Network Effects, Nonlinear Pricing and Entry Deterrence
NYU Center for Digital Economy Research Working Paper No. IS-03-01
44 Pages Posted: 26 Feb 2003
Date Written: February 2003
A number of technology products display positive network effects, and are used in variable quantities by heterogeneous customers. Examples include operating systems, infrastructure and back-end software, web services and networking equipment. This paper studies optimal nonlinear pricing for such products, under incomplete information, and with the threat of competitive entry. Both homogeneous and heterogeneous network effects are modeled. Conditions under which a fulfilled-expectations contract exists and is unique are established. While network effects generally raise prices, it is shown that accompanying changes in consumption depend on the nature of the network effects - in some cases, it is optimal for the monopolist to induce no changes in usage across customers, while in others cases, network effects raise the usage of all market participants. Optimal pricing is shown to include quantity discounts that increase with usage, and may also involve a nonlinear two-part tariff. These results highlight the impact of network effects on trade-offs between price discrimination and value creation, and have important managerial implications for pricing policy in technology markets.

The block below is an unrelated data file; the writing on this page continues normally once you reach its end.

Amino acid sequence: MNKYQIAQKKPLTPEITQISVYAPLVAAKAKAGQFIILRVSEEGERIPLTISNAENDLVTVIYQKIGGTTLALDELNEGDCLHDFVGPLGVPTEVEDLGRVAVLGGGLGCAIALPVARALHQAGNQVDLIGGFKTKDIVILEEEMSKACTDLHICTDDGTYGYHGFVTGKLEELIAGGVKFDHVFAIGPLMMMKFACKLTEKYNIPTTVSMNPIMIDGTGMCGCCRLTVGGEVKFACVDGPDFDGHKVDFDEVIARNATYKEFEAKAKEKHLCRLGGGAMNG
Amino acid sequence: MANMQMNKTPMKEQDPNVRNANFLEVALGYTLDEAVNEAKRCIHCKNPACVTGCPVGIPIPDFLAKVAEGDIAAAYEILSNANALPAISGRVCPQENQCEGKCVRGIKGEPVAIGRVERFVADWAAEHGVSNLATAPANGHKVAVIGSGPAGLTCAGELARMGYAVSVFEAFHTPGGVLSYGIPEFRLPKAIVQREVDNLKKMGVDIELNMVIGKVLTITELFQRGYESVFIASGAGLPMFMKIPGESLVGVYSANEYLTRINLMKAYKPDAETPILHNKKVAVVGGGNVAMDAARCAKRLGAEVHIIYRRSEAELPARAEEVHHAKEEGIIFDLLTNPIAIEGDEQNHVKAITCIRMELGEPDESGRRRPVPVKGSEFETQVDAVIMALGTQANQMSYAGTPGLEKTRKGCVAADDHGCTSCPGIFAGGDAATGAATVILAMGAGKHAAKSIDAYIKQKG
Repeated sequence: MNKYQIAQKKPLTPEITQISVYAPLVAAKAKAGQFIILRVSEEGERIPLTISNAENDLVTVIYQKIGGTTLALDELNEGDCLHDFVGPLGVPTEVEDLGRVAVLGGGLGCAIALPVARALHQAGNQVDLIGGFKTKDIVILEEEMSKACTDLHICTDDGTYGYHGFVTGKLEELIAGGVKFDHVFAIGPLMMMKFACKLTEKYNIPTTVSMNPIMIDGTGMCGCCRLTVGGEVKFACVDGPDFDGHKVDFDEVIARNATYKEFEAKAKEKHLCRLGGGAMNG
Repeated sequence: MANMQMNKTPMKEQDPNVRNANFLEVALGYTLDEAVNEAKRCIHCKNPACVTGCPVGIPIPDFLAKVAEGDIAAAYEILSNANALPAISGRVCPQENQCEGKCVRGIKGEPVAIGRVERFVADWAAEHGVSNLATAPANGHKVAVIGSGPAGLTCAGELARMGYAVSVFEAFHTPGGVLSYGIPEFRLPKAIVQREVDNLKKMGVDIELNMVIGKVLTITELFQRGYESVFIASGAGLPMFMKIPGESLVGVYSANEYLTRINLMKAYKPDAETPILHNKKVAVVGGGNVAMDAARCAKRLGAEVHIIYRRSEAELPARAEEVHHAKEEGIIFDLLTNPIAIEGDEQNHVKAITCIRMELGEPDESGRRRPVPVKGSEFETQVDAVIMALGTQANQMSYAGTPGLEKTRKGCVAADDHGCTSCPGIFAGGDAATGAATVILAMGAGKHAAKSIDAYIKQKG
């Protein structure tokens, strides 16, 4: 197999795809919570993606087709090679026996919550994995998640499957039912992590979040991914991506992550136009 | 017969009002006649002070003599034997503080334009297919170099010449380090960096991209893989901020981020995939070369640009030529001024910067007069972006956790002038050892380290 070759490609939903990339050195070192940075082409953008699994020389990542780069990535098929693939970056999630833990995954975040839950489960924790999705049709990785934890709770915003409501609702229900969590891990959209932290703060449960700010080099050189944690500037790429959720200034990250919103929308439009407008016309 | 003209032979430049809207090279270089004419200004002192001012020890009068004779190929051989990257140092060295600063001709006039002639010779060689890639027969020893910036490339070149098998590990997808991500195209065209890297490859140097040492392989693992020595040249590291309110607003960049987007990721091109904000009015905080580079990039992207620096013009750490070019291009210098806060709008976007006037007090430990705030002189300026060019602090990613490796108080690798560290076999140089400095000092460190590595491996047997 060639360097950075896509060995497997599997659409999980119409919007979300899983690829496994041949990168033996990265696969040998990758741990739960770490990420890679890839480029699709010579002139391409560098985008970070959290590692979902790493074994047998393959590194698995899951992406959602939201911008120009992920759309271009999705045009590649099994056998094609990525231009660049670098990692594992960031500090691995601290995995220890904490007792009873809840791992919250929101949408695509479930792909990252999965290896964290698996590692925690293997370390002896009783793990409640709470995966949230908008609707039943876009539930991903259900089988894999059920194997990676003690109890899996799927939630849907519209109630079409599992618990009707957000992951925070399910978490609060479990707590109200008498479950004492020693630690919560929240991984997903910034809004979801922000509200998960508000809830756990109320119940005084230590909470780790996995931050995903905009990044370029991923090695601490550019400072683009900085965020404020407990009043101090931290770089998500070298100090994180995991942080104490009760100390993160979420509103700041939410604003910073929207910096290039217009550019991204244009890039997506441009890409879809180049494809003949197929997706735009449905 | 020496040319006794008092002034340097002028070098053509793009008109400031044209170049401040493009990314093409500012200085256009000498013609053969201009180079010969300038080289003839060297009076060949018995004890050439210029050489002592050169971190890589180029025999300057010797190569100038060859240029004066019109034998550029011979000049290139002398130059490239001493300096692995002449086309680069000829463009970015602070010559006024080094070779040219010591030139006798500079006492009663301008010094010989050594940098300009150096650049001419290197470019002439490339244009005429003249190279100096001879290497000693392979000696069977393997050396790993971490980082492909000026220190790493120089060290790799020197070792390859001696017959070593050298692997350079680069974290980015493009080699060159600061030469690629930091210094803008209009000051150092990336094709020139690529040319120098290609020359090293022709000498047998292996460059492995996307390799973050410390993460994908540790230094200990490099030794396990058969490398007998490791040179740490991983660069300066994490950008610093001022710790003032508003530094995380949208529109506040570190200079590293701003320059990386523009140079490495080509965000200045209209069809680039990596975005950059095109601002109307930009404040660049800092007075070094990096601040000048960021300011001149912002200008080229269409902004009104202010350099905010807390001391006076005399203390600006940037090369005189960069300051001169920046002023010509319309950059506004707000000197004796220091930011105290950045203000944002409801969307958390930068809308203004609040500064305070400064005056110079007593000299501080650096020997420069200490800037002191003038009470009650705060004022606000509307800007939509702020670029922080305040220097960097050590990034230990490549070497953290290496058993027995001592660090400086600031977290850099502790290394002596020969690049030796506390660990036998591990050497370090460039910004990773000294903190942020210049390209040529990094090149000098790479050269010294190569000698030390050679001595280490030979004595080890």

The need to deter competitive entry generally lowers profits for the monopolist, and increases customer surplus. When network effects are homogeneous across customers, the resulting entry-deterring monopoly contract is a fixed fee and results in the socially optimal outcome. However, when the magnitude of heterogeneous network effects is relatively high, there are no changes in total surplus induced by the entry threat, and the price changes merely cause a transfer of value from the seller to its customers. The presence of network effects, and of a credible entry threat, are also shown to increase distributional efficiency by reducing the disparity in relative value captured by different customer types. Regulatory and policy implications of these results are discussed.
Keywords: network externalities, non-linear pricing, screening, adverse selection, price discrimination, information goods, software pricing, Microsoft, externality
JEL Classification: D42, L11, L12
Suggested Citation: Suggested Citation